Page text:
Rani Singh’s daughter surrendered on August 31, but was fortunately not put into custody. She has to report to the INS every month. To the credit of the INS officer handling the daughter’s file, she was very courteous and pleasant. Of course, it took a lot of courage and deliberation for the daughter to surrender, as the INS was not able to give us any assurance, prior to surrender, that they would not detain her.

I do hope that people will express solidarity with Rani Singh. She is being detained at a correctional facility for people convicted of crimes, rather than an immigration detention facility, and is extremely distraught. Her family is also devastated. She was unable to present her asylum claim properly at her hearing in April 1998. She was asked questions in an all male courtroom such as, "Why should the police rape you?" It was also difficult for her to talk about the injuries that she had suffered as a result of being raped. While she is presently being detained, INS deportation officers have been completely insensitive to her trauma and perceive her as a troublemaker who possessed a "deadly" weapon.

2002

We filed a writ of habeas corpus in federal court, and argued that Mrs. Singh’s prolonged, possibly indefinite detention violated her right to be free of arbitrary and indefinite detention. With the help of the U.S. District Judge, we were able to stipulate with the U.S. Attorney’s office and agree that the bond amount be reduced to $25,000. In addition, the requirement that Mrs. Singh produce a valid Indian passport was waived. Days later, Mrs. Singh was released from custody, and was able to rejoin her husband and two daughters.

After securing Mrs. Singh’s release from detention, we focused our attention on the appeal we had filed with the Board of Immigration Appeals (BIA), seeking to reopen Rani Singh’s deportation proceedings so that she could pursue her asylum claim. The BIA had notified our office that we could submit additional briefs in support of the appeal.

In our brief, we argued that the Immigration Judge (IJ) committed legal error and an abuse of discretion in refusing to grant the motion to reopen the proceedings. The legal standard governing such motions is that either party in a deportation proceeding may file a motion to reopen the proceedings if the motion contains new and material evidence that was either not available at the prior hearing, or could not have been presented at the prior hearing. When we initially filed our motion with the IJ, we had provided a detailed affidavit from Mrs. Singh that explained some of the seeming inconsistencies in her testimony. In addition, we had supplied an evaluation from a licensed psychologist specializing in treating victims of sexual assault, fluent in Mrs. Singh’s native language, who asserted that Mrs. Singh suffers from Post Traumatic Stress Disorder. However, the IJ simply had not taken this evidence into consideration when he refused to reopen proceedings. This, we argued was an abuse of discretion and erroneous. In addition, we pointed out that this evidence could not be presented at the initial hearing, because the atmosphere in the court was hostile. For instance, the IJ had stated during the hearing that he would recommend to the INS District Director that Mrs. Singh be detained during the course of any appeal.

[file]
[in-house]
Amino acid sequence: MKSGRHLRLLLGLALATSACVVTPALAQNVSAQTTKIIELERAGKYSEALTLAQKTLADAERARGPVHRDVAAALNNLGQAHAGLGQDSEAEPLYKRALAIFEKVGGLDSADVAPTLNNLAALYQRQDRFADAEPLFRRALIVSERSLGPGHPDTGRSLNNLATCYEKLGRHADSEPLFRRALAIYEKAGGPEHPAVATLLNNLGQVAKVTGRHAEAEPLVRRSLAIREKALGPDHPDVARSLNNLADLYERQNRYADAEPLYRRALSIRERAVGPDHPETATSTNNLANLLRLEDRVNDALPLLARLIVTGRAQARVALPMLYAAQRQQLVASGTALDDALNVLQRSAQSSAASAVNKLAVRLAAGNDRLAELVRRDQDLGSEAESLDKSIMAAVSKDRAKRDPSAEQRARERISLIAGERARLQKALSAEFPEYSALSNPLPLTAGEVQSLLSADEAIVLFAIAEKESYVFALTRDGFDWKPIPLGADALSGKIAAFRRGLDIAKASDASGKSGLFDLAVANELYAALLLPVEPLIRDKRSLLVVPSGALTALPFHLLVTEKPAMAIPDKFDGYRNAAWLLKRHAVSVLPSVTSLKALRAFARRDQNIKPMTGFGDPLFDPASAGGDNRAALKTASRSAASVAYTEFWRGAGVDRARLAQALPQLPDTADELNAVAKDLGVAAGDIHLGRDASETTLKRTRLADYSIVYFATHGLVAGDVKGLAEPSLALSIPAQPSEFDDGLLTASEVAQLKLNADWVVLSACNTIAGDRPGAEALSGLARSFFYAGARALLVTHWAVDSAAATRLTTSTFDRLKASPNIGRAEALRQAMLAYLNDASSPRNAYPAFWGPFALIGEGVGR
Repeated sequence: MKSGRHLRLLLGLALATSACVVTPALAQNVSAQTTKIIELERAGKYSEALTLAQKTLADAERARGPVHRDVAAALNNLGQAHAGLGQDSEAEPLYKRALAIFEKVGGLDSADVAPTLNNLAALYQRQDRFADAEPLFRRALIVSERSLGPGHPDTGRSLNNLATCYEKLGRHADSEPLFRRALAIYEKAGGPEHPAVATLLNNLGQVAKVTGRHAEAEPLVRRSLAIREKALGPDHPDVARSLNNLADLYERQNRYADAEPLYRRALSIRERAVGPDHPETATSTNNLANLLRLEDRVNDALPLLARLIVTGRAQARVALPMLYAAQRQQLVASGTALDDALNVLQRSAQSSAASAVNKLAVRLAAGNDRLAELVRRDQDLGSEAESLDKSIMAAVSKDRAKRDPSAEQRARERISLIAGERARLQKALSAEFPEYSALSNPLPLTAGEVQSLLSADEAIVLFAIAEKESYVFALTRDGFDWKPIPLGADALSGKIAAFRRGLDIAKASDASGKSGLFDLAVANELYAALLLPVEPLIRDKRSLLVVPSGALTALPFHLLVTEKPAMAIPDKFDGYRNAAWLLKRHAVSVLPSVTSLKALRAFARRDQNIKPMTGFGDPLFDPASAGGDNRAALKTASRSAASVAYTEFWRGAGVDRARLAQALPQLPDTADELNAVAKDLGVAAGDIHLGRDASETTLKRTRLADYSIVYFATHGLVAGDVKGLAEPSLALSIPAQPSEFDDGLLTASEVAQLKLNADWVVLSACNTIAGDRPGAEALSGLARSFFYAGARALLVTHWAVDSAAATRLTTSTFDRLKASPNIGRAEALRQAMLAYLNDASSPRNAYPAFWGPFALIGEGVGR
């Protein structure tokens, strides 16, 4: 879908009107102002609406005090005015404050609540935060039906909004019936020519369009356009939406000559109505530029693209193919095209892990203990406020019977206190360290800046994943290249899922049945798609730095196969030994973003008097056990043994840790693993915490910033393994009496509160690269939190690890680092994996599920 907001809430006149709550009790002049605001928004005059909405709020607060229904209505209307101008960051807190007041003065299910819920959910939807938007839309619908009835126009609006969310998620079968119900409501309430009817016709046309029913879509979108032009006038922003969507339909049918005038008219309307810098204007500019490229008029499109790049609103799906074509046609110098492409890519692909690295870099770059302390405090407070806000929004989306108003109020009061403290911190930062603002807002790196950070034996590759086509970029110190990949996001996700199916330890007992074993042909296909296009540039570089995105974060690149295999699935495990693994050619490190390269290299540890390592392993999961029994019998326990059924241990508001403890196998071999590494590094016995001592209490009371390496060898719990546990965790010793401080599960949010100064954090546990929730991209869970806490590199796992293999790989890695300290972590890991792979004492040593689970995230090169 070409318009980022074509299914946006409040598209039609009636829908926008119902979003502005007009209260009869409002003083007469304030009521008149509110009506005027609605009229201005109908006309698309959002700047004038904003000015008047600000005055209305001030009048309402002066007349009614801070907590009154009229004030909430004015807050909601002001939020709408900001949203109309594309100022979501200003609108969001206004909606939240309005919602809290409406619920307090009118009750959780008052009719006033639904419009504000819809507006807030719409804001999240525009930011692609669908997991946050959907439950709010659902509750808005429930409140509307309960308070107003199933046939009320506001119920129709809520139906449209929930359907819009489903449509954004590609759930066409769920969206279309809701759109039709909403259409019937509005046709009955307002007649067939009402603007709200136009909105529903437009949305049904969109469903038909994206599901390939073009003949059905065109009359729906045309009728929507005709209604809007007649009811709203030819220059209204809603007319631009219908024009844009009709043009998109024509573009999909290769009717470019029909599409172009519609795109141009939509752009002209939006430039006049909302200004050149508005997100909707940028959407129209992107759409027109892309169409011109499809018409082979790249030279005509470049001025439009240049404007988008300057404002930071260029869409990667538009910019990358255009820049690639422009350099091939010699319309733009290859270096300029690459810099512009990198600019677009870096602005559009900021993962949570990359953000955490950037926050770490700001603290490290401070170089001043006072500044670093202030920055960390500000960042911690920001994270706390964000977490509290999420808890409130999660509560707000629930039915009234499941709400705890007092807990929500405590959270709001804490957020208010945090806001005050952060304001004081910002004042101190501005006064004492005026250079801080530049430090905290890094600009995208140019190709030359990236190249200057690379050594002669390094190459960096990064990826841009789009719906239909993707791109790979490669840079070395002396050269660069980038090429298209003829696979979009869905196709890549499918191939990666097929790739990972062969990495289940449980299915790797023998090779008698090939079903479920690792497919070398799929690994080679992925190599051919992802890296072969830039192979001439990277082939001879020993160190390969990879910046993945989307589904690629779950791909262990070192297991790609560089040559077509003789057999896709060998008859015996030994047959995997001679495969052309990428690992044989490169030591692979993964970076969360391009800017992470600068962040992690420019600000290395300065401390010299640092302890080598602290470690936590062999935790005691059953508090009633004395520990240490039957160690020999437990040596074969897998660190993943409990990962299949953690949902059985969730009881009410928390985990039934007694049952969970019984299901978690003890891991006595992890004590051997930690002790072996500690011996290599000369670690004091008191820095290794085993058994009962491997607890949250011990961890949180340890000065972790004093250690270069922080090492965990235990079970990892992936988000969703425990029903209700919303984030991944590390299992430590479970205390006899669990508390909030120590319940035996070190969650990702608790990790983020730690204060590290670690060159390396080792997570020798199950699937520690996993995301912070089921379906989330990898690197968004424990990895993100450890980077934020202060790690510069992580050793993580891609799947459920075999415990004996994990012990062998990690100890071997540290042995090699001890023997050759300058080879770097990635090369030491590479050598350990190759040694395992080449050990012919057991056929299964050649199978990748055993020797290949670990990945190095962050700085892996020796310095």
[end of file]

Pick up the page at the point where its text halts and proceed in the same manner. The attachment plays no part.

In addition to our brief, an amicus brief was submitted collectively by Sakhi for South Asian Women, Sanctuary for Families’ Center for Battered Women’s Legal Services, The Sikh Mediawatch and Resource Taskforce and the South Asian Action and Advocacy Center. That brief was supplemented with voluminous supporting documentation, including a statement from a licensed social worker with expertise in gender-based asylum claims who also examined Mrs. Singh and also concluded that she suffers from Post Traumatic Stress Disorder.